Happy Birthday, Moon written by Frank Asch
(I used this on an easy reading day in second grade. deb)
Day 1 guided reading:
I read the kids the whole book. I use echo reading. I make sure they get the story. We talk about pretend and make believe and that the moon can’t really answer…etc. I have the kids read in partners and enjoy the book on day one.
Day 2 guided reading:
Then I read the first five pages of print.
Teacher reads the following text:
Now I am much closer to the moon, thought Bear, and again he shouted: “Hello!”
This time his own voice echoed off one of the other mountains: “Hello!”
At this point I tell the kids they can help me read the story. They can be the moon. I’ll be the bear. I told them I would point to them and would repeat after me. I only read the part being echoed… for example, I don’t say the “asked Bear” part. I have prepared sentence strips of the echoes. I have the kids read it after me. I put the strip up and read it then point to them and they read it.
Tell me when is your birthday?
Well it just so happens that my birthday is tomorrow!
What do you want for your birthday?
I would like a hat.
Read the book from the staple in the middle to the second to last page. Then have the kids help you read again.
I lost the beautiful hat you gave me.
That’s okay, I still love you!
Then as the kids read with a partner today I encourage them to take turns being the bear and the moon.
Filed under: Comprehension, comprehension strategies, Debra Renner Smith, debrennersmith.blogspot.com | Tagged: Comprehension, Debra Renner Smith, Guided Reading the Four Blocks Way | Leave a Comment »
Every teacher should read professionally. Now that I buy books on my ereader, my kindle, the stack does not look as impressive. I am quite pleased with the amount of reading I still do though. Are you?
Teachers ask the following types of prompts to check for understanding. A teacher might join a triad or triangle knees group during Guided Reading the Four Blocks Way or a Shared Reading lesson and ask a specific prompt for setting purpose.
-Who can read the part that tells us where this story takes place?
-Ask a student to “read the part where —– ” to a buddy or to their triad (triangle knees) partners.
I believe in setting purpose for reading (and all lessons). Reading for a purpose is necessary in classrooms and during at home reading. Children are motivated to read carefully to figure out the answer in order to participate in the class discussion. By setting purpose, students are experiencing gentle, relentless pressure to reread for the answer and to read carefully. Students are asked to read materials chosen by the teacher. By asking students to turn and talk to each other for the set purpose, it helps to have the students refer to the text when proving their answers to their friends. Setting purpose motivates and engages students.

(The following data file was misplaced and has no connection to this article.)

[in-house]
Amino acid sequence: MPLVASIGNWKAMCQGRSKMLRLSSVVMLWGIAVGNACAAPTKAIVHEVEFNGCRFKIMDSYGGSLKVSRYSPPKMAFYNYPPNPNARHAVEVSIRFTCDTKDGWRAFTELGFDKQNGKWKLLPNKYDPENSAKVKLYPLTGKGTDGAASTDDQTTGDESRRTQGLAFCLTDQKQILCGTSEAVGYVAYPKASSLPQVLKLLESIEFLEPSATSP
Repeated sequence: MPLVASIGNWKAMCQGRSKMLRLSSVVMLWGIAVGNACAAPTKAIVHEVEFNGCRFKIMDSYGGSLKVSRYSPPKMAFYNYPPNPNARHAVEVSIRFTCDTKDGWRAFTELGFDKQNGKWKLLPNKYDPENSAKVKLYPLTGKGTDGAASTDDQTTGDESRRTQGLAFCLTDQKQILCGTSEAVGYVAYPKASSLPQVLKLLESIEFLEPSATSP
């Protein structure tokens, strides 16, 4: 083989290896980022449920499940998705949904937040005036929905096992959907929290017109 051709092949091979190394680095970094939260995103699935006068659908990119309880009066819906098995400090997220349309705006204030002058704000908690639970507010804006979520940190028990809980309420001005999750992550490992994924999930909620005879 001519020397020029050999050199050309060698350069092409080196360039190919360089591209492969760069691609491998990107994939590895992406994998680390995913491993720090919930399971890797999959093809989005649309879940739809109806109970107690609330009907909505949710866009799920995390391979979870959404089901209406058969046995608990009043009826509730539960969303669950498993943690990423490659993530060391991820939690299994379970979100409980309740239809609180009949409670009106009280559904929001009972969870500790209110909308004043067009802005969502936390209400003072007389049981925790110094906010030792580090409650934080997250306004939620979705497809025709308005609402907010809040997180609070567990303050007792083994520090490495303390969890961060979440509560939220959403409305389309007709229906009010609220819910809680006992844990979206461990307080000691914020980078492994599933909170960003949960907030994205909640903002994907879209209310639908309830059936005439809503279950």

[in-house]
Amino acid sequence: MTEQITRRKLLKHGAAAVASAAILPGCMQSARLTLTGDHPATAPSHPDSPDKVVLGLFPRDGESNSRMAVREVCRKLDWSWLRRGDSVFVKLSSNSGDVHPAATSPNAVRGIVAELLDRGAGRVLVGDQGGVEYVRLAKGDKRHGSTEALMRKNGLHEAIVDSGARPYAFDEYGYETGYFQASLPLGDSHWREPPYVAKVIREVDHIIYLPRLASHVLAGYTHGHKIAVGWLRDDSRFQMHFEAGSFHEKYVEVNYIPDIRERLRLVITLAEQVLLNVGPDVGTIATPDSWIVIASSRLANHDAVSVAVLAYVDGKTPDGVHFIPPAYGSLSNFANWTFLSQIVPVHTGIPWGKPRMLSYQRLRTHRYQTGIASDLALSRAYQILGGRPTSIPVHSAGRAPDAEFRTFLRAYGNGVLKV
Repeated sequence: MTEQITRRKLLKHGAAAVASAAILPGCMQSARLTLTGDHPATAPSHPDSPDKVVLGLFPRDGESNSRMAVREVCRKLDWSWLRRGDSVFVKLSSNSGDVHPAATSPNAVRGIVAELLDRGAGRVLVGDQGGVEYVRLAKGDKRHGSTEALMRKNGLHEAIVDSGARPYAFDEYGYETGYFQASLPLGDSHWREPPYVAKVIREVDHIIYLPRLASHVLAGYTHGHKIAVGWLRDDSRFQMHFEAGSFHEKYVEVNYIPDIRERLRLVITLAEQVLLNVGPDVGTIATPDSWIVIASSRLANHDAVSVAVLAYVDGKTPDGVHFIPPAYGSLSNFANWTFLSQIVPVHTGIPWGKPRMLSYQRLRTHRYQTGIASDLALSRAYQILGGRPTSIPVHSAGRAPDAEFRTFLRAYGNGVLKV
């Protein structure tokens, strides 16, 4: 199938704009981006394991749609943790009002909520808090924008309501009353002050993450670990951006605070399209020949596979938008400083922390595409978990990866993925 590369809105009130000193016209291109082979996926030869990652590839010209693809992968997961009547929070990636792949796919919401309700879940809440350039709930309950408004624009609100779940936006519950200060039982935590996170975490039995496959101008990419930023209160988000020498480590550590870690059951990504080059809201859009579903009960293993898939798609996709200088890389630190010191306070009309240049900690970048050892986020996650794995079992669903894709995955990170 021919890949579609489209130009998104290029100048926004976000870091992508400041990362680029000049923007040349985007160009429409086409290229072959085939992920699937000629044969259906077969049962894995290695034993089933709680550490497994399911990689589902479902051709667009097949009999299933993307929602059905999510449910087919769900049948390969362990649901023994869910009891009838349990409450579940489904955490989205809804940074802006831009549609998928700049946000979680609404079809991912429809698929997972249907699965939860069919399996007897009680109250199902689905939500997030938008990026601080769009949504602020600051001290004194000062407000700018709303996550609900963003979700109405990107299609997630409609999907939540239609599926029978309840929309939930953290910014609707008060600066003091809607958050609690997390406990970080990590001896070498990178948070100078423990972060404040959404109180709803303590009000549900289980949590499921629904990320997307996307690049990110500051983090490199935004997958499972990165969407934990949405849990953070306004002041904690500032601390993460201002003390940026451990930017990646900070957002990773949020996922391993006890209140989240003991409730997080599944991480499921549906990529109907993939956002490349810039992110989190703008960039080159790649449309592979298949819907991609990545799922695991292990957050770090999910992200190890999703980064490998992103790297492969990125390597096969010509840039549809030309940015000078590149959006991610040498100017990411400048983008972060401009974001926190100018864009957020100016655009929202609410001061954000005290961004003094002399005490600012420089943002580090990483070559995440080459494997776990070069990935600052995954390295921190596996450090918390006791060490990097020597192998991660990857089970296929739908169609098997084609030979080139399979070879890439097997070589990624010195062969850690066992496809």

Two authors help to assure that students read for a set purpose.
Pat Cunningham writes about E.R.T. (Everyone Read To…find out or figure out) in her book, Guided Reading the 4 Blocks Way.
Connie Hebert author of ,Catch a Falling Reader, made a list of setting purpose prompts that I use frequently.
Filed under: writing | Tagged: Comprehension, Connie Hebert, Debra Renner Smith, E.R.T., ERT, everyone read to, guided reading, Guided Reading the Four Blocks Way, Pat Cunningham, setting purpose | Leave a Comment »
Teacher introduces the character traits for the lesson. I tell a story that includes all the character traits including repetition, child friendly definitions in context of the story, and a child friendly story to encourage high interest.
We infer the character trait after reading the page.
Teacher models inferring the character trait using a read-aloud.
Students match the same character traits that were modeled in the story and in the read-aloud to their own story. This allows for repetition of the vocabulary words or character traits.
This is an example of a student using a sticky note to track the thinking.
I pair The New Boy (read aloud) with Panda’s Surprise. I also pair Koala Lou (Mem Fox) with reading a-z’s Animal Olympics.
Character Trait: rude
Text Evidence: stuck out his tongue
So now I know (infer): Since Milton stuck out his tongue, and my mom told me that sticking your tongue out at another person is rude behavior, I can infer that Milton is rude.
I give all the kids sticky notes with the character traits written on them (see above). The child leaves tracks of his/her thinking on a page (see above).
Filed under: writing | Tagged: Animal Olympics, Character Traits, Comprehension, Debra Renner Smith, Guided Reading the Four Blocks Way, infer, inference, inferring, Koala Lou, leave tracks of my thinking, Panda's Surprise, read aloud, reading a-z, shared reading, The New Boy, tracks of thinking | Leave a Comment »
Books that teach the comprehension strategy: prediction
Filed under: writing | Tagged: Colin McNaughton, Comprehension, comprehension strategies, comprehension strategy, Dinner Time, For Just One Day, Mosaic of thought, prediction, predictions, Suddenly! | Leave a Comment »